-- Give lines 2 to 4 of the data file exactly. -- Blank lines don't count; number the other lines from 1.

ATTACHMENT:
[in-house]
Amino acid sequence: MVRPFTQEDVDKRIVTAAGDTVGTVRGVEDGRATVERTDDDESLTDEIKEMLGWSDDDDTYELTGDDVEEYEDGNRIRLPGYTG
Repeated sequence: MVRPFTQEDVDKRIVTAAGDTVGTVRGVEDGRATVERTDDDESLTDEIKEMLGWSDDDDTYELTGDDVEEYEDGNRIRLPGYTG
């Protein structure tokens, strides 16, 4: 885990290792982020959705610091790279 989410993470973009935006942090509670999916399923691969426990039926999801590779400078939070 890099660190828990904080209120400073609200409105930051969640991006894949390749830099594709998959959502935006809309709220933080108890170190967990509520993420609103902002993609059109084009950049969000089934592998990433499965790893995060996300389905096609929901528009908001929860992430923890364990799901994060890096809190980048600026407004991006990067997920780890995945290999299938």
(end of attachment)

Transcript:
Amino acid sequence: MVRPFTQEDVDKRIVTAAGDTVGTVRGVEDGRATVERTDDDESLTDEIKEMLGWSDDDDTYELTGDDVEEYEDGNRIRLPGYTG
Repeated sequence: MVRPFTQEDVDKRIVTAAGDTVGTVRGVEDGRATVERTDDDESLTDEIKEMLGWSDDDDTYELTGDDVEEYEDGNRIRLPGYTG
């Protein structure tokens, strides 16, 4: 885990290792982020959705610091790279 989410993470973009935006942090509670999916399923691969426990039926999801590779400078939070 890099660190828990904080209120400073609200409105930051969640991006894949390749830099594709998959959502935006809309709220933080108890170190967990509520993420609103902002993609059109084009950049969000089934592998990433499965790893995060996300389905096609929901528009908001929860992430923890364990799901994060890096809190980048600026407004991006990067997920780890995945290999299938």